Interviews, insight & analysis on digital media & marketing

Tiffany St James on digital transformation: How to re-engineer processes

Tiffany St James is one of the UK’s most experienced digital transformation specialists, the founder of Transmute and former Head of Public Participation for the UK Government. She is also NDA’s monthly columnist.

Many digital transformation and change programmes are hampered by existing processes. Process change isn’t just for digital technical projects, you can apply the same steps and questions here to ‘How to speed up content delivery’ or ‘How to ensure everyone is aligned on new ways of working’.

Sometimes too, people who don’t agree with a change programme will lean on the process as a way of obstructing change. They may ask for more information as a delaying tactic or they may put the change request into a series of reviews.

So, we need steps to approach process re-engineering that will speed up process change, as well as mitigate the rewash cycles.

One of the questions that I get asked all the time is not what needs to change but how to go about changing it.

One transformation team had ten levels of clearance and could not see a way to make the clearance process quicker. Unpacking ‘what if..?’ questions can be helpful here.

What if you had five levels of clearance? What if you had three levels of clearance? There are different viewpoints to help break people out of the linear approach they are currently in and to consider other possibilities.

There are a few approaches to process re-engineering that no matter what change process, I always consider. Not always apply, but always consider.

Have a clear change directive

Do you have a clear change directive? A statement of why the business is changing and what you are setting out to achieve.

Examples such as: ‘We will bring a new product to market from inception to delivery withing 12 months’ enables you to focus on the processes and check if they are set up to enable you to do this.

Once the change directive has been agreed at the highest level, you have the authority to create the levers to enable that change, including process re-engineering.

Identify the key processes that you want to change

Understand which are the key processes that may need to change to enable your change directive. Understand that there may be some people in the business that are OK with the process currently and you’ll need to work with them to understand their point of view and to share yours in terms of what needs to change.

Set up your change process team

Although your change process team may be driven by the digital transformation team, you’ll need to work closely with people who are delivering the process change and people who are affected by it to collaboratively unpack all points of view.

Understand what works

Start from the viewpoint of what people consider works well. You absolutely want to ensure that you don’t edit out what is working well and understanding what people currently value is key to specifying later change.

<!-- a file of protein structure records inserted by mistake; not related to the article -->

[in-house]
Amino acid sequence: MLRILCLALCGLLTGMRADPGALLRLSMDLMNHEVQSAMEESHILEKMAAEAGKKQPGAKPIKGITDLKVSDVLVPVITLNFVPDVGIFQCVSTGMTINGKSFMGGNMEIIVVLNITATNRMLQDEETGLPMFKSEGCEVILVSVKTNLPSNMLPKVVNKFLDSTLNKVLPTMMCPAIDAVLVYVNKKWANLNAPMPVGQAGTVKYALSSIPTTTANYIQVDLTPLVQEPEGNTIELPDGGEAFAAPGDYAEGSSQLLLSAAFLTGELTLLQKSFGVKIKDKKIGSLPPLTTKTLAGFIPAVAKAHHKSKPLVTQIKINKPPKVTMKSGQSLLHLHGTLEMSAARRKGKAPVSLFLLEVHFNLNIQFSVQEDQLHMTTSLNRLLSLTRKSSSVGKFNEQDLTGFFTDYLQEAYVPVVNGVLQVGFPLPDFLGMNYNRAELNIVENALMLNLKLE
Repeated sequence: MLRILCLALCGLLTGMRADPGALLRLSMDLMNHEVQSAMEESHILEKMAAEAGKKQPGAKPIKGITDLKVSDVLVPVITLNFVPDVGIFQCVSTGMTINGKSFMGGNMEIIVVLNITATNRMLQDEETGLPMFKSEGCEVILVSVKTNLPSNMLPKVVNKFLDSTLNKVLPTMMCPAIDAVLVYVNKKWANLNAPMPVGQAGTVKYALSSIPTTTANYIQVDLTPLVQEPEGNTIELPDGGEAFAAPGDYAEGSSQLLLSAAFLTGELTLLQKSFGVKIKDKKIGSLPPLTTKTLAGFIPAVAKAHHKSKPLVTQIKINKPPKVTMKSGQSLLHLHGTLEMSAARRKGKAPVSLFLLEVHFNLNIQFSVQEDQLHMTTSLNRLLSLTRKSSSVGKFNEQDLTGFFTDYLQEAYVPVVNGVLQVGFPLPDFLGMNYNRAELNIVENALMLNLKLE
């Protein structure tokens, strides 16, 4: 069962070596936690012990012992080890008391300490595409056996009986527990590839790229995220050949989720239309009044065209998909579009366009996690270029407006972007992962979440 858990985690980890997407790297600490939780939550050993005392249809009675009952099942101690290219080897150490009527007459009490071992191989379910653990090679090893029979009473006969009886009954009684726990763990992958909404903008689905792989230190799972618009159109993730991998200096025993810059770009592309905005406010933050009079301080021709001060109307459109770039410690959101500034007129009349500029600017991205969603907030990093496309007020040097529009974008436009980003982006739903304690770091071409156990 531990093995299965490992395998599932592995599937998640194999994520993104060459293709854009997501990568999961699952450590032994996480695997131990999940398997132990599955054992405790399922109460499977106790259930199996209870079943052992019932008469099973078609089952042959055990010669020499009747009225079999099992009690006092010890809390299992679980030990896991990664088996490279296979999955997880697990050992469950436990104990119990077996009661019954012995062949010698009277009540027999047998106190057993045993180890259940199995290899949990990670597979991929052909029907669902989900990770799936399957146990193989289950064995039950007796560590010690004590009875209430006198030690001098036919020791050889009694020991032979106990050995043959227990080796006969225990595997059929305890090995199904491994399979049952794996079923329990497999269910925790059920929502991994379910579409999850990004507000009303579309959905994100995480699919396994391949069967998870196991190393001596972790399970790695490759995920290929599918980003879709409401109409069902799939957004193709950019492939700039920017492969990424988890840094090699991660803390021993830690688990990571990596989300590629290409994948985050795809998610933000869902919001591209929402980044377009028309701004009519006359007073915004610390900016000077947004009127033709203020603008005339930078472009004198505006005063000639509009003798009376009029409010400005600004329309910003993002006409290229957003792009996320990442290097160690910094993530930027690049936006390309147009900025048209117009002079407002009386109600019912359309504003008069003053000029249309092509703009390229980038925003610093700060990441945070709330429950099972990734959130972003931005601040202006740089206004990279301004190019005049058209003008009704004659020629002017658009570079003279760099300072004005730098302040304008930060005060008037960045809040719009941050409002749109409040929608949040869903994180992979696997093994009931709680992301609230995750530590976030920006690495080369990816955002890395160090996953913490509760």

Work out the stopping points

Work out where there are resource or capacity bottle necks or where the wheels spin. Identify where are the points in the process that slow down the change. Are there too many steps? Are there points where decisions need to be made by other teams? Are there too many review cycles? Are there too many approvals needed? Is the review cycle limitless?

Work out how to alleviate the stopping points

Take each of the stopping points and work out what can you do to make the process better or faster. Do you need to reduce the number of times it goes into review. What information do you need upfront that continually gets sent back if its missing? Can you provide accurate templates, so all the correct information is submitted upfront? Can you train the team?

Limit the review cycles

Can you set a maximum limit the review cycles to one, two or three? Can you limit the number of people needed to sign-off?

Identification of straight pass submission

In one team we alleviated the need for the brand team to review the content for brand compliance by giving agencies a toolkit for content that will not deviate from the templates.

Can you set a ‘straight pass’ check for your process for some projects?

Work together to identify criteria that will enable:

  • These things can always pass
    • These things can never pass without input
    • These will always need review

Identify steps to change and delete

Can you identify steps that are outdated and delete these steps altogether? If there are 10 steps to your process, how could you make it five steps, what would need to happen?

Identify actual risks and forecast frequency

Some changes carry risks, so identify actual risks and frequency. Is something a high risk but only happens once a year? Or is something a medium risk and happens every time? Work out risk and mitigation – what happens in the worst-case scenario and what would you do about it? What is most likely to happen and what would you do about it?

Run a pre-mortem for mitigation

Psychologist Daniel Kahneman invented a process called a pre-morten, Identify what could go wrong at every step and then what would you do to ensure this did not happen

Team agreement

Ensure the team understand and agree to the new process which is why collaboration on co-design is critical. Ensure teams know the results of not changing the process.

Test and refine

Ensure that the new process is tested and refined.

Good luck with your process changes.